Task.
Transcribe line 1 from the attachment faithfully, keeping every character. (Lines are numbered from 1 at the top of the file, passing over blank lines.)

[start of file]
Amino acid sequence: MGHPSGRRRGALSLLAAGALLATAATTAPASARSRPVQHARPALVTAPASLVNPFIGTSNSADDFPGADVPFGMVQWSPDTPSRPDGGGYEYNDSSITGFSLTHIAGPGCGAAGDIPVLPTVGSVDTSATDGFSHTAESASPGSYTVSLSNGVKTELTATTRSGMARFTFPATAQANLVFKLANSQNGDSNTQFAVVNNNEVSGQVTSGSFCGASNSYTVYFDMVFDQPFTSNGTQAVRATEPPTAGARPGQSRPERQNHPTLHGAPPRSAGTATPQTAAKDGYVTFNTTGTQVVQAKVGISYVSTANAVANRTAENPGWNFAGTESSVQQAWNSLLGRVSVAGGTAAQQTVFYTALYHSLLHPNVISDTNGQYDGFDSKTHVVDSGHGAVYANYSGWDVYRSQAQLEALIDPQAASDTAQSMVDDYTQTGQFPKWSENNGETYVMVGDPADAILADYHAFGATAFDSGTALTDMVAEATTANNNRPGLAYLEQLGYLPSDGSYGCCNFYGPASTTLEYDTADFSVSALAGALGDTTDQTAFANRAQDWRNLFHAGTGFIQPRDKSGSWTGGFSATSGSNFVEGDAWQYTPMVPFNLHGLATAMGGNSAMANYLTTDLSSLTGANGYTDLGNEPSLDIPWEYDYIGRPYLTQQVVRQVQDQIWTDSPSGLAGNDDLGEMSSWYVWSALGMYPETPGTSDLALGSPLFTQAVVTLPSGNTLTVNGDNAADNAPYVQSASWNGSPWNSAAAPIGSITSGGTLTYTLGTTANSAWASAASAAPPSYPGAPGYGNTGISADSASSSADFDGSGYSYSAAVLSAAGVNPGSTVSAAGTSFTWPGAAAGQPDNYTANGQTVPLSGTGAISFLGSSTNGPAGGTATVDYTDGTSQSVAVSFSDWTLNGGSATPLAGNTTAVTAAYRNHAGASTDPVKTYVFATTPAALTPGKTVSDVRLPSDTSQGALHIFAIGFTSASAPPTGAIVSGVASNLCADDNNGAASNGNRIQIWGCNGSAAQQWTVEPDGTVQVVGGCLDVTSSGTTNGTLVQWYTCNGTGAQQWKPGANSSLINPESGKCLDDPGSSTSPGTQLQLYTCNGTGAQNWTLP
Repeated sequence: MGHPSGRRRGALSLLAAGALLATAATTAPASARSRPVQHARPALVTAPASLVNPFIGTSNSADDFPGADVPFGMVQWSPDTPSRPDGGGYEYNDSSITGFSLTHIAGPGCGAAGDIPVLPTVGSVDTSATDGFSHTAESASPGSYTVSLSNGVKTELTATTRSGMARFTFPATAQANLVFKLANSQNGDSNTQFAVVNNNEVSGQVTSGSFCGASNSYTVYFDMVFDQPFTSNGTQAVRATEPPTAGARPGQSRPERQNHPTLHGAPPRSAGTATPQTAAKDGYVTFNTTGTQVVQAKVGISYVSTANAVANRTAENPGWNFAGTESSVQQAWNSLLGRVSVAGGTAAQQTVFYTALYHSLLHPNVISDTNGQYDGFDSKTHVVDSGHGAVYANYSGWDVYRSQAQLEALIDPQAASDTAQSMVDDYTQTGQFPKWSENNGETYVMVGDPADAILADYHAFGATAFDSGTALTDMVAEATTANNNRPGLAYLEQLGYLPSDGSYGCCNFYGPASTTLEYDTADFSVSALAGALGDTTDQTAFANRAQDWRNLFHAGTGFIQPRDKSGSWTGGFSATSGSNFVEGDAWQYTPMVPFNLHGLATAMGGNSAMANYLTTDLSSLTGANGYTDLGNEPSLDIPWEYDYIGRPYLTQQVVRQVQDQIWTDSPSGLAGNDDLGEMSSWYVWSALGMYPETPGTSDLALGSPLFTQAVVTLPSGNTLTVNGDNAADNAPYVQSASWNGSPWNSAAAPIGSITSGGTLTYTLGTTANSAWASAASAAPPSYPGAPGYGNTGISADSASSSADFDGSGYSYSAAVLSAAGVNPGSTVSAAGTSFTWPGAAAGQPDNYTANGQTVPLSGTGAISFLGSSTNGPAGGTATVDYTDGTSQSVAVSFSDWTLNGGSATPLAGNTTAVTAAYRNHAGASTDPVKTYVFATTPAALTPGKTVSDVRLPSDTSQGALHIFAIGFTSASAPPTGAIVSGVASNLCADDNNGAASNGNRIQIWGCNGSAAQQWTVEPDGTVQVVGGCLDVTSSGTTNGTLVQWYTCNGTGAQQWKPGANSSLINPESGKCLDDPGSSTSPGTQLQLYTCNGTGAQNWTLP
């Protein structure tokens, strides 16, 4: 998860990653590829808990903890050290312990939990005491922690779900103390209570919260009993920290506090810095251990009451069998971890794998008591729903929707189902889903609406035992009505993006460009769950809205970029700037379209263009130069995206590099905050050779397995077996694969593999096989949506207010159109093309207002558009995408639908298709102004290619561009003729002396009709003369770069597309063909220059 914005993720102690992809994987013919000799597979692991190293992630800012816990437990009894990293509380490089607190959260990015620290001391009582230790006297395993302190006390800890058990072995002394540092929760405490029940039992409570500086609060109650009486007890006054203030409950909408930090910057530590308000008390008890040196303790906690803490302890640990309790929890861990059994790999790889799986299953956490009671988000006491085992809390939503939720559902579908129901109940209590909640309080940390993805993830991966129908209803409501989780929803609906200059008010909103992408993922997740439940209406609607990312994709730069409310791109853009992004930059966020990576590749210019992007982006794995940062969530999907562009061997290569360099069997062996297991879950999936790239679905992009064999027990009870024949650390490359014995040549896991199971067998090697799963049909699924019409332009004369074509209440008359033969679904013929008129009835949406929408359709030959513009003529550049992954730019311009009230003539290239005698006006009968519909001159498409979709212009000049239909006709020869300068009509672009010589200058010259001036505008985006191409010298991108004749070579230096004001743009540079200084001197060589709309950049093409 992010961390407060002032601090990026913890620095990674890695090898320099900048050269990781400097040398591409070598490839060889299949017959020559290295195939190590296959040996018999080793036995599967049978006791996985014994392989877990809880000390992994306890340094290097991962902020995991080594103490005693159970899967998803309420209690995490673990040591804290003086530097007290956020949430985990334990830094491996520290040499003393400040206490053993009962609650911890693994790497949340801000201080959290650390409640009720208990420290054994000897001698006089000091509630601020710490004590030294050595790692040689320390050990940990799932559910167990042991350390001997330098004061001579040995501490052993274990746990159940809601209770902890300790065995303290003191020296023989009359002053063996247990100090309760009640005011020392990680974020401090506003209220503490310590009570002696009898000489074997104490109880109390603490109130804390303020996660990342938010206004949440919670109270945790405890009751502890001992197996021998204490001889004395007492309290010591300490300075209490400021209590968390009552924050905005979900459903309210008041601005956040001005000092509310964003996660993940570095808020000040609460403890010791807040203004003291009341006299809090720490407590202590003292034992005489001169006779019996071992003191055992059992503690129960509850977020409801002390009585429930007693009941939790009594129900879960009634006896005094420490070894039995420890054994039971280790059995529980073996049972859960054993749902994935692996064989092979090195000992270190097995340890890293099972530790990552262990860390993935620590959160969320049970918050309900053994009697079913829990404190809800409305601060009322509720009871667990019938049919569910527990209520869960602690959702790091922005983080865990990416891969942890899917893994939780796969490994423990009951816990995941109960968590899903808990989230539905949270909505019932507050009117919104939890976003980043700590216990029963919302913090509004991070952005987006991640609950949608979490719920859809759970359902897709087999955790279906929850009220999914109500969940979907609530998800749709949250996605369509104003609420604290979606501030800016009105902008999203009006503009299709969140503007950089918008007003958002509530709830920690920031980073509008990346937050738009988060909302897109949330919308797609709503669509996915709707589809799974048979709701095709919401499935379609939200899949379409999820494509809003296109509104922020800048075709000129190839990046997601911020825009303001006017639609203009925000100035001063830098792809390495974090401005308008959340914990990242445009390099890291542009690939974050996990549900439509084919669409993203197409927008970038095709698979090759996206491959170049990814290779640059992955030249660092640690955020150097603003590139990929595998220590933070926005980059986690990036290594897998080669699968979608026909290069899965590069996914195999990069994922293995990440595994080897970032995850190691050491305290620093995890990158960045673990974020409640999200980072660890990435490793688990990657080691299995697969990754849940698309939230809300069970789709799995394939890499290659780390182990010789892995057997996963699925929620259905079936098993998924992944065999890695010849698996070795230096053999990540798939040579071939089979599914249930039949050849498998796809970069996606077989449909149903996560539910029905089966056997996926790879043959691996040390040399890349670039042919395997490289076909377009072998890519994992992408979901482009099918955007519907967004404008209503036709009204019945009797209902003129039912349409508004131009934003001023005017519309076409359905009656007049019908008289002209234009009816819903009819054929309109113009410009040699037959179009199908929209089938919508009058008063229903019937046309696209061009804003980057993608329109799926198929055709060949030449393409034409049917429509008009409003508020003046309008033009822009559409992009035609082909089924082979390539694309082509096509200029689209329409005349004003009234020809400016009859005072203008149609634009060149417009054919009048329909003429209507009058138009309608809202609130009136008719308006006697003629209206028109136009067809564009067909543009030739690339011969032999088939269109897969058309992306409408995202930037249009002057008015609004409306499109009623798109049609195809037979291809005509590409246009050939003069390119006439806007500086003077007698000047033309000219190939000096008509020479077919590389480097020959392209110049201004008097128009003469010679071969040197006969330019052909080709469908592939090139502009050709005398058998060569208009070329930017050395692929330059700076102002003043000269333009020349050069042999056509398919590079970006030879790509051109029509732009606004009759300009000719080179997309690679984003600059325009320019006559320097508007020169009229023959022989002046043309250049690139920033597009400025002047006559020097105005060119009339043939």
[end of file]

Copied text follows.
Amino acid sequence: MGHPSGRRRGALSLLAAGALLATAATTAPASARSRPVQHARPALVTAPASLVNPFIGTSNSADDFPGADVPFGMVQWSPDTPSRPDGGGYEYNDSSITGFSLTHIAGPGCGAAGDIPVLPTVGSVDTSATDGFSHTAESASPGSYTVSLSNGVKTELTATTRSGMARFTFPATAQANLVFKLANSQNGDSNTQFAVVNNNEVSGQVTSGSFCGASNSYTVYFDMVFDQPFTSNGTQAVRATEPPTAGARPGQSRPERQNHPTLHGAPPRSAGTATPQTAAKDGYVTFNTTGTQVVQAKVGISYVSTANAVANRTAENPGWNFAGTESSVQQAWNSLLGRVSVAGGTAAQQTVFYTALYHSLLHPNVISDTNGQYDGFDSKTHVVDSGHGAVYANYSGWDVYRSQAQLEALIDPQAASDTAQSMVDDYTQTGQFPKWSENNGETYVMVGDPADAILADYHAFGATAFDSGTALTDMVAEATTANNNRPGLAYLEQLGYLPSDGSYGCCNFYGPASTTLEYDTADFSVSALAGALGDTTDQTAFANRAQDWRNLFHAGTGFIQPRDKSGSWTGGFSATSGSNFVEGDAWQYTPMVPFNLHGLATAMGGNSAMANYLTTDLSSLTGANGYTDLGNEPSLDIPWEYDYIGRPYLTQQVVRQVQDQIWTDSPSGLAGNDDLGEMSSWYVWSALGMYPETPGTSDLALGSPLFTQAVVTLPSGNTLTVNGDNAADNAPYVQSASWNGSPWNSAAAPIGSITSGGTLTYTLGTTANSAWASAASAAPPSYPGAPGYGNTGISADSASSSADFDGSGYSYSAAVLSAAGVNPGSTVSAAGTSFTWPGAAAGQPDNYTANGQTVPLSGTGAISFLGSSTNGPAGGTATVDYTDGTSQSVAVSFSDWTLNGGSATPLAGNTTAVTAAYRNHAGASTDPVKTYVFATTPAALTPGKTVSDVRLPSDTSQGALHIFAIGFTSASAPPTGAIVSGVASNLCADDNNGAASNGNRIQIWGCNGSAAQQWTVEPDGTVQVVGGCLDVTSSGTTNGTLVQWYTCNGTGAQQWKPGANSSLINPESGKCLDDPGSSTSPGTQLQLYTCNGTGAQNWTLP